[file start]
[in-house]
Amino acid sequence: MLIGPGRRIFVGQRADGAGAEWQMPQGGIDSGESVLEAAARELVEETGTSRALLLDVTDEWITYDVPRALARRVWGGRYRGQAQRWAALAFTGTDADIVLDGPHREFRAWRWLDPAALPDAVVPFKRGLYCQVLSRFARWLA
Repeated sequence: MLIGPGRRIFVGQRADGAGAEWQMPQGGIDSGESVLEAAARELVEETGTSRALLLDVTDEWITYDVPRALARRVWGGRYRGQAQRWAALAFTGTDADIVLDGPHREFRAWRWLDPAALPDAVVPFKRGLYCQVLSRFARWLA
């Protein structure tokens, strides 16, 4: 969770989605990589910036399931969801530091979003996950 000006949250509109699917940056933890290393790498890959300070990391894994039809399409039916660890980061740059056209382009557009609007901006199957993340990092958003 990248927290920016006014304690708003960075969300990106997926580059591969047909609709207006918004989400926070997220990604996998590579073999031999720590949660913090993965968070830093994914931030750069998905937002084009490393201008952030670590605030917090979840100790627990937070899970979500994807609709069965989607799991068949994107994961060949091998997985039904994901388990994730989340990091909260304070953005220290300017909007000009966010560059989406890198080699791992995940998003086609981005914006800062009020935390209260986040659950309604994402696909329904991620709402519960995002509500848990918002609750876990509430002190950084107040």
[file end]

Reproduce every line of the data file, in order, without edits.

[in-house]
Amino acid sequence: MLIGPGRRIFVGQRADGAGAEWQMPQGGIDSGESVLEAAARELVEETGTSRALLLDVTDEWITYDVPRALARRVWGGRYRGQAQRWAALAFTGTDADIVLDGPHREFRAWRWLDPAALPDAVVPFKRGLYCQVLSRFARWLA
Repeated sequence: MLIGPGRRIFVGQRADGAGAEWQMPQGGIDSGESVLEAAARELVEETGTSRALLLDVTDEWITYDVPRALARRVWGGRYRGQAQRWAALAFTGTDADIVLDGPHREFRAWRWLDPAALPDAVVPFKRGLYCQVLSRFARWLA
């Protein structure tokens, strides 16, 4: 969770989605990589910036399931969801530091979003996950 000006949250509109699917940056933890290393790498890959300070990391894994039809399409039916660890980061740059056209382009557009609007901006199957993340990092958003 990248927290920016006014304690708003960075969300990106997926580059591969047909609709207006918004989400926070997220990604996998590579073999031999720590949660913090993965968070830093994914931030750069998905937002084009490393201008952030670590605030917090979840100790627990937070899970979500994807609709069965989607799991068949994107994961060949091998997985039904994901388990994730989340990091909260304070953005220290300017909007000009966010560059989406890198080699791992995940998003086609981005914006800062009020935390209260986040659950309604994402696909329904991620709402519960995002509500848990918002609750876990509430002190950084107040």